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US eyes safety rules for small modular reactors, as nuclear touted at UN climate meeting

Dive Brief:

  • The U.S. Nuclear Regulatory Commission (NRC) is considering new safety rules for small modular nuclear reactors, new types of facilities that aim for faster permitting and construction, possibly relying on off-site development.
  • Earlier this year, NuScale Power submitted designs for a new type of reactor to NRC — an initial step towards permitting smaller facilities that could be developed and deployed quickly.
  • NRC has made available a regulatory basis document in support of a rulemaking that would develop new emergency preparedness requirements for SMRs and other new technologies (ONTs), such as non-light-water reactors and medical isotope production facilities.

Dive Insight:

U.S. nuclear proponents have been active at the U.N. climate meeting in Bonn this month, touting the environmental and other benefits of the technology. While the Vogtle facility in Georgia is the only nuclear power plant undergoing expansion in the U.S., with two units under construction, nuclear advocates are looking to smaller, modular reactors as a growth area for the sector.

It’s in this context that federal regulators are looking to develop new safety rules for this emerging technology.

In a notice published in the Nov. 15 Federal Register, the Nuclear Regulatory Commission says it is not yet taking comment on the possible new rules, but will open a formal public comment period after a proposed rule is published. For now, the NRC is releasing a “regulatory basis document” that lays out the case for new safety measures.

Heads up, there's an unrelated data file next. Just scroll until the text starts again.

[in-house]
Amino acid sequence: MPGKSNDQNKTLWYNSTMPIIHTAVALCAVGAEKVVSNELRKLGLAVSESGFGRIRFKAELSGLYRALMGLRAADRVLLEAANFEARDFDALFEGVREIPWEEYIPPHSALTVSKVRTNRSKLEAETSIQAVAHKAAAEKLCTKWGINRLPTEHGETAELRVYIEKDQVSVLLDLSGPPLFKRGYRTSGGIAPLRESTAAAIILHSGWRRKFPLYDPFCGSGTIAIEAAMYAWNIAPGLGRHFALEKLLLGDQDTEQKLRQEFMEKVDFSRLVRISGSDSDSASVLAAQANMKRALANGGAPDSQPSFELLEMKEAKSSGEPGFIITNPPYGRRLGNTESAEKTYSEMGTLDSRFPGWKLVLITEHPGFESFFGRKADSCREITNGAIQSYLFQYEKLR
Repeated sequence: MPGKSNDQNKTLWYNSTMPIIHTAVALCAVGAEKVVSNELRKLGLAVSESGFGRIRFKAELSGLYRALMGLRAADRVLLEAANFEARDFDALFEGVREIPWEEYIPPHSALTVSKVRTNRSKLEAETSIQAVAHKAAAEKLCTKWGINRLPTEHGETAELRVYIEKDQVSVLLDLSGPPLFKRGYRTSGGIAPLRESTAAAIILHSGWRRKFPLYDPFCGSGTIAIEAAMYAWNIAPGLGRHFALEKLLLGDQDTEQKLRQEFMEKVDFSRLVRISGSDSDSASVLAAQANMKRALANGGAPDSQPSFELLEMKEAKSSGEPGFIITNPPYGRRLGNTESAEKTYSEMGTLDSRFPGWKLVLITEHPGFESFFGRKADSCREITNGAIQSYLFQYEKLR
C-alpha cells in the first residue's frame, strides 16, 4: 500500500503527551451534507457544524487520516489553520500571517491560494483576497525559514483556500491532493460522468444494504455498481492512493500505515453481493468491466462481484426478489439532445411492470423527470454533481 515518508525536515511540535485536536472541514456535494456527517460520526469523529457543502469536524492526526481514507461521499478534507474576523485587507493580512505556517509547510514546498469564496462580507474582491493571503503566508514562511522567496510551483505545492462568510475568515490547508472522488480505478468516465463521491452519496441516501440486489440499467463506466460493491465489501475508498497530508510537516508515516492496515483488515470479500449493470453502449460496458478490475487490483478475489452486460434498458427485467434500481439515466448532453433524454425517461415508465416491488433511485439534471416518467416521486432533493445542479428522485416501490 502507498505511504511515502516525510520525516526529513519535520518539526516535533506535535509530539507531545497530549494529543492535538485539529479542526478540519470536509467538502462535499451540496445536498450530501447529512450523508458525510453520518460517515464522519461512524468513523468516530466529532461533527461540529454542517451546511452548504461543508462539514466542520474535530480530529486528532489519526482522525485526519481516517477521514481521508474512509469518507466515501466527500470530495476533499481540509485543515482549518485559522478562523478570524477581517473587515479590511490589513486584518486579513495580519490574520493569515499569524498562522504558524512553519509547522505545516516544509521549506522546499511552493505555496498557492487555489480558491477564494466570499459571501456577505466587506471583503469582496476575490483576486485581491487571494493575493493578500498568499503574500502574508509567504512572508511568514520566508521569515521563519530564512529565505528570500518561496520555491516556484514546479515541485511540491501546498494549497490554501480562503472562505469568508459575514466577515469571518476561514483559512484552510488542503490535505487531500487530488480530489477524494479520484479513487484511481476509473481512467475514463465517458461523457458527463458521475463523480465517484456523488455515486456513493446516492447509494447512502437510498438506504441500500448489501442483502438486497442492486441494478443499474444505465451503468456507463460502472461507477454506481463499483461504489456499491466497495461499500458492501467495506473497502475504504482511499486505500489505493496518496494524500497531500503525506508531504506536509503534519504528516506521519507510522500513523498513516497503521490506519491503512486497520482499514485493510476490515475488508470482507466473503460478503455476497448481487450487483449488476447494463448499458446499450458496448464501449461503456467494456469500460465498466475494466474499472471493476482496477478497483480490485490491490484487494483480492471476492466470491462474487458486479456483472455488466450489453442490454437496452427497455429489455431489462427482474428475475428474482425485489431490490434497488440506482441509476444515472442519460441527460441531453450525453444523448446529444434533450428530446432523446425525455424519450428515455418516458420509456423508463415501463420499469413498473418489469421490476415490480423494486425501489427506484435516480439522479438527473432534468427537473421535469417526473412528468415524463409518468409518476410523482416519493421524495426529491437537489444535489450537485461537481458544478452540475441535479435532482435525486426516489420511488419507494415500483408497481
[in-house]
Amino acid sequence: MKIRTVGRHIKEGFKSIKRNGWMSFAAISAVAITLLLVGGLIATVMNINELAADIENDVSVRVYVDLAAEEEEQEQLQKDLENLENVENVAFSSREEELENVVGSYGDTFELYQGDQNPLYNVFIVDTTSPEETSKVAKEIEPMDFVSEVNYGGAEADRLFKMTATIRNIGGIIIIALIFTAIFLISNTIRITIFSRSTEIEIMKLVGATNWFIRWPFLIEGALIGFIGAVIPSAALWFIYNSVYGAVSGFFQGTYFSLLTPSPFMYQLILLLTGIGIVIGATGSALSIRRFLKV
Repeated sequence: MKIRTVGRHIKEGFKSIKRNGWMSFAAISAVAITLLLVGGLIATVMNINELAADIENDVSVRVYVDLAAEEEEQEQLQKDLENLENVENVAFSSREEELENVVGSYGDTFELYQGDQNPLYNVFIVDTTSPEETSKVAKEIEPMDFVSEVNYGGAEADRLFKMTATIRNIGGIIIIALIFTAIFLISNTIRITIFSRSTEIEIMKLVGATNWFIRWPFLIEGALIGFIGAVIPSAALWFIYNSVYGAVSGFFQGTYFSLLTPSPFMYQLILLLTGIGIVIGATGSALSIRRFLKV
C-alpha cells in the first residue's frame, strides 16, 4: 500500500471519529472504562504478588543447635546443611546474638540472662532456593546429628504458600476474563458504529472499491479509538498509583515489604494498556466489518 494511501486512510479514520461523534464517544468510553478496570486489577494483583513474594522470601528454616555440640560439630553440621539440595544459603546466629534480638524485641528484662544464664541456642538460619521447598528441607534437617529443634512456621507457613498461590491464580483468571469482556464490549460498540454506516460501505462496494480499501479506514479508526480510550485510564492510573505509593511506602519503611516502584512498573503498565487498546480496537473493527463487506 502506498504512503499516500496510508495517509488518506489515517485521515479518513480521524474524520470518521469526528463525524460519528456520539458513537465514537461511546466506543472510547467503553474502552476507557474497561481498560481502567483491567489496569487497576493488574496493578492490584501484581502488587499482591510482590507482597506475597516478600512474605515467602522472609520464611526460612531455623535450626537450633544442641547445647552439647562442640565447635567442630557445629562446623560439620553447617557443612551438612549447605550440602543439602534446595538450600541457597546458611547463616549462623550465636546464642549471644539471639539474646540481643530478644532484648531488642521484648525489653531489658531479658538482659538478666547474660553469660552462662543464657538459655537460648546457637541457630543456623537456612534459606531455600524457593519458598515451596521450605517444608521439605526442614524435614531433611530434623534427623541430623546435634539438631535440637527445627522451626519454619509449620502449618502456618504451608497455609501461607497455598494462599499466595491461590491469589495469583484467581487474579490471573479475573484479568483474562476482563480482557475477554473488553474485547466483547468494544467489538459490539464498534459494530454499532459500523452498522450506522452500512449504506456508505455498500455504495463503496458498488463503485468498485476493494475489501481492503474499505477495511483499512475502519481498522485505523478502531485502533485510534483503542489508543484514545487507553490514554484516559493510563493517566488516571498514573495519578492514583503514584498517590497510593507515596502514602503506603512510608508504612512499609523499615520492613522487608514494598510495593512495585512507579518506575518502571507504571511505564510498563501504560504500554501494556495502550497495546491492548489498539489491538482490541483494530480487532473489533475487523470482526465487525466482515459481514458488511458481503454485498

“There is sufficient justification to proceed with rulemaking to develop a clear set of rules and guidance for [emergency preparedness] for SMRs and ONTs,” the commission said. The agency added that the document also concludes that “the principle of using a dose-at-distance and consequence-oriented approach to determine the appropriate size of an emergency planning zone can be applied to SMRs and ONTs.”

According to the basis document, new designs “typically have lower probabilities of severe accidents because of their smaller size or innovative safety features, which would also likely lower impacts to public health and safety from any radiological emergency.”

NuScale has already made plans for the first 12-module plant it will construct. The project will be owned by the Utah Associated Municipal Power Systems and located at the Idaho National Laboratory. The project has a target commercial operation date of 2026.

Debate over smaller nuclear reactors comes as the industry finds itself in turmoil. The bankruptcy of Westinghouse, a reactor designer, has caused project delays and cancellations in the United States. And competition from cheaper natural gas has forced some units into early retirement. At the same time, the Trump Administration and some states are pursuing policies that would help keep plants afloat.

Source: Utility Dive

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